But casually, for instance weekend warriors doing some adult gymnastics, could pack a training gym surprisingly tightly.

        Wow so much to think about! But yes at its worst gymnastics can be really space inefficient, At the height of top competition you’ll have 1 at a time competing in a large indoor arena, additionally there will be a complete gym setup out back for warm up as well.


  2. You need to consider the number of matches or games that can be played per day or week or year. Hockey, which I play, is actually much more efficient than soccer as the synthetic surface and lighting (plus shorter matches) mean as many as seven games of hockey are played on a Saturday on a single field and more than fifteen over the weekend including Friday night. Additionally no downtime is required between seasons to allow the turf to recover. For the same reasons, netball is very efficient.

    Liked by 1 person

    1. A more complete assessment would look at all infrastructure. The perfect sport is one that uses minimal infrastructure, i.e. preferably outdoors and on a low-maintenance surface, but can be played when it rains. I’d say hockey fits the bill! The one inefficiency of Hockey is the ratio of umpires to players, which is higher than netball (1:11 vs 1:14).


  3. This is something I also think a lot about, particularly with skateboarding. It’s very common for skateparks to be built next to a set of grassy soccer or cricket fields, and the small skatepark is generally busy with people, while the much larger grass fields next to it sit idle. Not only that, but those large grass fields require expensive watering and maintenance, while skateparks require an occasional sweep with a broom, which the skaters bring themselves whenever the dirt and leaves get too bad.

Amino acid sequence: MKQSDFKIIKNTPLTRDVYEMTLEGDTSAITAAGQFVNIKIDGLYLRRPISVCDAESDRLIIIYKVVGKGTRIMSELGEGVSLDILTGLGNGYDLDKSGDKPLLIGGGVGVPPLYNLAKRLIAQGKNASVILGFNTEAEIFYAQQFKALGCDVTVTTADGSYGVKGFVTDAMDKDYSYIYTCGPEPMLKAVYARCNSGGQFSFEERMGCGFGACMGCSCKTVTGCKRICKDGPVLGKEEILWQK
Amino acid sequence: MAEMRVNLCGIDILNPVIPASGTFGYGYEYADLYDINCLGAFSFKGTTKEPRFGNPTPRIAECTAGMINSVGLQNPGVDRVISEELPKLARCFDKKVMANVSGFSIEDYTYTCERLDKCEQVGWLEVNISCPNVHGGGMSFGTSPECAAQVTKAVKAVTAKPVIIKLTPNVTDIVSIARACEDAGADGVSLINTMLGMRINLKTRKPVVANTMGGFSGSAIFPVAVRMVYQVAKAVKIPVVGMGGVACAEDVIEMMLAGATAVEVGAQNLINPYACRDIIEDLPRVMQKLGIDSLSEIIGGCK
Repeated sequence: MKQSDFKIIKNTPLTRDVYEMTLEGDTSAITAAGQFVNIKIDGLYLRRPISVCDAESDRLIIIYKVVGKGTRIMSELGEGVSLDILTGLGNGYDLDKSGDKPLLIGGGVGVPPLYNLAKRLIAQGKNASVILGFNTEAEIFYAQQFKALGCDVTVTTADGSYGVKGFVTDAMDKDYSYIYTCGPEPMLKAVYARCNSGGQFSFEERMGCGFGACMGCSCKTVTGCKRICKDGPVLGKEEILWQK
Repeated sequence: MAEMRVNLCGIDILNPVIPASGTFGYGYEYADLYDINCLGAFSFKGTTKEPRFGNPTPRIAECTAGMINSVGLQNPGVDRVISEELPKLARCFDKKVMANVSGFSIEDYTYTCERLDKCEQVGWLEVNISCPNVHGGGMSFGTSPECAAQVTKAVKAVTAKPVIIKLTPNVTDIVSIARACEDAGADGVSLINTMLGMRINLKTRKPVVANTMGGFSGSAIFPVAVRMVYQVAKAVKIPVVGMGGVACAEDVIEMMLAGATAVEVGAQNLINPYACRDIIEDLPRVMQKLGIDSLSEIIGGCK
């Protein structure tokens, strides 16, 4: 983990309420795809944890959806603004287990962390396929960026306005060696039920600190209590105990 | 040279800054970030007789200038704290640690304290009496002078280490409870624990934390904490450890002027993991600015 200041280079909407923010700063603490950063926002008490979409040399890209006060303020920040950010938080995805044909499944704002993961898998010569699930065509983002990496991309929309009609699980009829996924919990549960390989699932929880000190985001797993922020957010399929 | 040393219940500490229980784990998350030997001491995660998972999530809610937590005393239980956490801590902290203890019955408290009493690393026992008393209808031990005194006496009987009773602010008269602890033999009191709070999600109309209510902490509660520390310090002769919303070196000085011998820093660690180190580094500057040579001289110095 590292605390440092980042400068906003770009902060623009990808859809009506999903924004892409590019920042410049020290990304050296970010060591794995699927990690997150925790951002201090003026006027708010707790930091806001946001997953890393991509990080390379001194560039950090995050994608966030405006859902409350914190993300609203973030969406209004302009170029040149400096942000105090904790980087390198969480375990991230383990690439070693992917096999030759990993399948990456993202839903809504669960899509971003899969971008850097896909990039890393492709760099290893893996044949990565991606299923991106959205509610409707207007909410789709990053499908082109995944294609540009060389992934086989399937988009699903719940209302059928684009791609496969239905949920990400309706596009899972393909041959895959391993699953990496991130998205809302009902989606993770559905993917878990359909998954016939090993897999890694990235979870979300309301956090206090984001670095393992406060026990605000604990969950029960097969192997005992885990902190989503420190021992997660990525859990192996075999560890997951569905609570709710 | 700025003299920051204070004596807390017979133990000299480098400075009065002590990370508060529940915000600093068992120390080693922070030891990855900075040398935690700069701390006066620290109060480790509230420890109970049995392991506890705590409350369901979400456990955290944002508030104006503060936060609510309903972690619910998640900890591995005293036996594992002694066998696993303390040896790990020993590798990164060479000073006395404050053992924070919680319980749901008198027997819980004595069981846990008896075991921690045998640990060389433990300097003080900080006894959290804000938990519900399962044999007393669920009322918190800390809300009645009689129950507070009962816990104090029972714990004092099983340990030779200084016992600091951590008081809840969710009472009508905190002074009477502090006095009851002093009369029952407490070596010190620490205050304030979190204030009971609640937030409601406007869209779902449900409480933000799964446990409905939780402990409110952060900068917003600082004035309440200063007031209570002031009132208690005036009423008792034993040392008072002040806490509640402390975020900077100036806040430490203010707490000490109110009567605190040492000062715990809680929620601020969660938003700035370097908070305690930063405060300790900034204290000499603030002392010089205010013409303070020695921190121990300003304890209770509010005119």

Every new skatepark is immediately busy with people. There’s massive unmet demand. And yet councils keep ploughing money into watering and mowing their little-used grass fields.

    Liked by 1 person

  4. I used to be a very keen squash player through the 80s and 90s, and during this period it was very common for squash courts to be converted into gyms as they could hold more people per square metre, and therefore generate more revenue. Squash courts in inner-city areas were also being converted into apartment building at the same time, for similar reasons.

    Gyms really struck me as big money spinners – not only can you pack a lot of people into them, you get a massive revenue flow from the 90% (a guess) of members who pay for a year and then never attend after the first couple of weeks.

    Liked by 1 person